I kept hearing about this book called “The Happiness Project” by Gretchen Rubin, so I decided to pick it up. It’s for generally happy people who just want to maximize life. Rubin realized that “the days are long, but the years are short. Time is passing, and I’m not focusing enough on the things that really matter.”

But my problem is that I focus way too much on the things that really matter. I feel like we all live in political Crazytown and it’s not pleasant. My heart is heavy because so many of my friends are carrying a serious burden or two right now. And a dear friend in India has a kidney stone (and believe me, a kidney stone feels like this picture except with jagged edges) and my son has dental issues and one of my mentors is dying. How can I be happy? Aristotle said, “To perceive is to suffer.”

But speaking of India, my friends who live there wonder how anyone in the US could be UN-happy! We have electricity and running water in our homes and western toilets. And toilet paper. We have very little to complain about.

So here’s my brilliant analysis. “Happiness” is a dumb word.

It’s so subjective.

But maybe some of you understand Rubin’s point, which is to take charge of your happiness rather than grousing. One of her twelve commandments is to “act the way you want to feel” and to a large degree, it works. And maybe some of you have read my friend Debi Simons’ book called “Intentional Happiness” and it’s turned your life around. And maybe some of you are just genetically happy-go-lucky. (I’m so jealous.) And maybe some of you have mastered the art of giving your burdens to God.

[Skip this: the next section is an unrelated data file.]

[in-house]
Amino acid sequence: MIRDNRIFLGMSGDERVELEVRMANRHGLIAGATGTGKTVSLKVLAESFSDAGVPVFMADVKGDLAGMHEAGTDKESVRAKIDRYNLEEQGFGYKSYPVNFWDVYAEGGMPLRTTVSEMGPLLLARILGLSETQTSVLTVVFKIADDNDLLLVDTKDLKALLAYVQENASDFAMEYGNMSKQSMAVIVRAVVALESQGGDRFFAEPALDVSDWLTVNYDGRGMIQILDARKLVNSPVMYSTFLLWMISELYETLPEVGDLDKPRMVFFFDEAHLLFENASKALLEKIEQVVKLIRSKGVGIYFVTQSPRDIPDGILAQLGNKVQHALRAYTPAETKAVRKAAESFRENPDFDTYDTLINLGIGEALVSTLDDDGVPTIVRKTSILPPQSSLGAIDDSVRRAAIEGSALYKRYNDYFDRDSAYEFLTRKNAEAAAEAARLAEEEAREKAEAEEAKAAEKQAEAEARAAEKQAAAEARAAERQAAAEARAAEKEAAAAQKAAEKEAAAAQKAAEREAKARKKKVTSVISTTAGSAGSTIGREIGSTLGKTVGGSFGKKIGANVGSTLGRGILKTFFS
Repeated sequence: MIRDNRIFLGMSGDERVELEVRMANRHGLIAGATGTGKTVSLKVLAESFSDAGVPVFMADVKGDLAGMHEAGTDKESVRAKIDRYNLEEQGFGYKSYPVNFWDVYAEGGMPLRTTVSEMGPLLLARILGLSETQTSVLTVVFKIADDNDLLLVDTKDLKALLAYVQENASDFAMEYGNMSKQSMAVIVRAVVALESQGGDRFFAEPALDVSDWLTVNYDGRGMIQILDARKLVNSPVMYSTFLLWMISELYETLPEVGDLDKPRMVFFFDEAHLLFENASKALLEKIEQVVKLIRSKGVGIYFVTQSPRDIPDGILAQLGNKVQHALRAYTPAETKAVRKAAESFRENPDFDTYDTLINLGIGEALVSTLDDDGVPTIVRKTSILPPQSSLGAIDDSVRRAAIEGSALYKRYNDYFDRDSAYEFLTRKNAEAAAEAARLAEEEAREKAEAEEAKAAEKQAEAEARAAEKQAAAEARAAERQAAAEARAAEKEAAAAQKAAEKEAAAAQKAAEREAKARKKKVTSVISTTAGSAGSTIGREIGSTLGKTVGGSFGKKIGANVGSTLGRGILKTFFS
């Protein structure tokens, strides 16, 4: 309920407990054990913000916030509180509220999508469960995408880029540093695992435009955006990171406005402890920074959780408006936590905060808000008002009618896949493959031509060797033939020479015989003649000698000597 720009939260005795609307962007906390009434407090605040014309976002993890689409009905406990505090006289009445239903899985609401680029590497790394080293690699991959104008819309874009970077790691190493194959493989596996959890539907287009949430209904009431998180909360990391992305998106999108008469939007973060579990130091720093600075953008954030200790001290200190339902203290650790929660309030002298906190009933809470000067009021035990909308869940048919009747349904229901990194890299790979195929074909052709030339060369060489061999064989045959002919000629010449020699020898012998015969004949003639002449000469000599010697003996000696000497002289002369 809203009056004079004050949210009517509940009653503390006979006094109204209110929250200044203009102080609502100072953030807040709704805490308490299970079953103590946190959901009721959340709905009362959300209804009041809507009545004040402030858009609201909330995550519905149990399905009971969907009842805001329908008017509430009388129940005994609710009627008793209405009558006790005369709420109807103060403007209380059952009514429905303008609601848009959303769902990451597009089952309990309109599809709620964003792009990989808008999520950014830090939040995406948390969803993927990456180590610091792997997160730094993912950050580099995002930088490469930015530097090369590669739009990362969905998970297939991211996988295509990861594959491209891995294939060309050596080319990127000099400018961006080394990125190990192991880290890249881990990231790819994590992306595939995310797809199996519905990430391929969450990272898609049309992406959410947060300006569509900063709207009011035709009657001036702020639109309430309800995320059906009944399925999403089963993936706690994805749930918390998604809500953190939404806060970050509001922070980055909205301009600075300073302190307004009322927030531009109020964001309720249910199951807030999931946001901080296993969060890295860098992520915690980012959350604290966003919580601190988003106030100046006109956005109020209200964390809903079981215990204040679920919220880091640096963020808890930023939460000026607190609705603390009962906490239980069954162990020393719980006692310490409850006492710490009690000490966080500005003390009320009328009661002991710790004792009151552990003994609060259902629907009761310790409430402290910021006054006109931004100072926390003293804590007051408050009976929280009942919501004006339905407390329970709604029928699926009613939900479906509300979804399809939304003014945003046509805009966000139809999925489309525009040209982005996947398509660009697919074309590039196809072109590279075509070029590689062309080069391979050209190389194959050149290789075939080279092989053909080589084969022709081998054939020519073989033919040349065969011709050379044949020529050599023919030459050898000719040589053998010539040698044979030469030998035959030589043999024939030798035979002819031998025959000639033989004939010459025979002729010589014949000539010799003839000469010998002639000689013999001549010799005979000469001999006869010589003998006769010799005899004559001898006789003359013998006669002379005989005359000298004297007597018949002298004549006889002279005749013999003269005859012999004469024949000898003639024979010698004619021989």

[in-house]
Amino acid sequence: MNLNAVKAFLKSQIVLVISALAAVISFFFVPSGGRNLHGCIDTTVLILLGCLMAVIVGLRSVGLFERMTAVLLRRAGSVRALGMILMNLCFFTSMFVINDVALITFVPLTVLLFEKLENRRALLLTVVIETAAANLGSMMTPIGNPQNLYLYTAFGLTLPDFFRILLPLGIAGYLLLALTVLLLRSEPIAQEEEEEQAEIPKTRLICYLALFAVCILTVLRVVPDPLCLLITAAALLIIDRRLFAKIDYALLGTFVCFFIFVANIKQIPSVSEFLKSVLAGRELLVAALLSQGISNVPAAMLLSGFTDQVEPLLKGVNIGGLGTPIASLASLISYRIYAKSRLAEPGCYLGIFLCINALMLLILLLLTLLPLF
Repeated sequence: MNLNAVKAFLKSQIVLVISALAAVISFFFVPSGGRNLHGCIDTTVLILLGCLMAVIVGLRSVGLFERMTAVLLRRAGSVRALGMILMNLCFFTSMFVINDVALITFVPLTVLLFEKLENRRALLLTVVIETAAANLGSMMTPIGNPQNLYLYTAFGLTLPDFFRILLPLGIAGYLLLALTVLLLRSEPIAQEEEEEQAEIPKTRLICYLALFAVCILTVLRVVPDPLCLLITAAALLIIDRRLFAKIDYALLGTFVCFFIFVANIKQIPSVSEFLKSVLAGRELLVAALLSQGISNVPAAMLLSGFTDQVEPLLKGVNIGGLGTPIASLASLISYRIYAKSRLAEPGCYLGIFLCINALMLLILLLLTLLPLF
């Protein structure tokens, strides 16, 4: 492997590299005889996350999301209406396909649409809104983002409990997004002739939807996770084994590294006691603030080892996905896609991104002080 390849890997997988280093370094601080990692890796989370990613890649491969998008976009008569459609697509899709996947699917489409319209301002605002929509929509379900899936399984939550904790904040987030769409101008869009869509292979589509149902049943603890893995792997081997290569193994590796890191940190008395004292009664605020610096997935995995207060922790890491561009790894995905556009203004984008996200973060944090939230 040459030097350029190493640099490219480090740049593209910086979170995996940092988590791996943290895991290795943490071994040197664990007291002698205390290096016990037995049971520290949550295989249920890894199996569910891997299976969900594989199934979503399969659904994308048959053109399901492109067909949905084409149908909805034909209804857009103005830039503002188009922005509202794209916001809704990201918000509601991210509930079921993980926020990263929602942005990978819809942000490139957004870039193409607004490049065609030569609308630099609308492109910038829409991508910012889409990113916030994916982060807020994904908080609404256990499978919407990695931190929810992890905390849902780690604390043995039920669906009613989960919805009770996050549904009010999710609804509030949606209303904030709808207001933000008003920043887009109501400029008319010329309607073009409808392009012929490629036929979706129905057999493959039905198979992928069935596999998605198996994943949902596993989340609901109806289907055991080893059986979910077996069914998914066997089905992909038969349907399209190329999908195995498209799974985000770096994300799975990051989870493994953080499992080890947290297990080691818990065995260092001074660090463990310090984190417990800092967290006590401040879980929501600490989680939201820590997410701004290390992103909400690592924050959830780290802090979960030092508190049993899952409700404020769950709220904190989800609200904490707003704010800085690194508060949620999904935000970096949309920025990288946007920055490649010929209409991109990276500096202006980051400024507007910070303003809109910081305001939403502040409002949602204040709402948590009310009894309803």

To me, that last sentence is key. If we REALLY believe God’s working on those burdens and kidney stones, we live in hope. We watch for the answers. It’s a stance. It’s a stance that turns despair into an adventure of sorts. George Muller said, “The first great and primary business to which I ought to attend every day is to have my soul happy in the Lord.”

So although few of us naturally live in Happytown 24/7, we can, as they say in India, do the needful. For me, that’s about getting my soul to that sweet spot of trust every day.

And that makes me happy.

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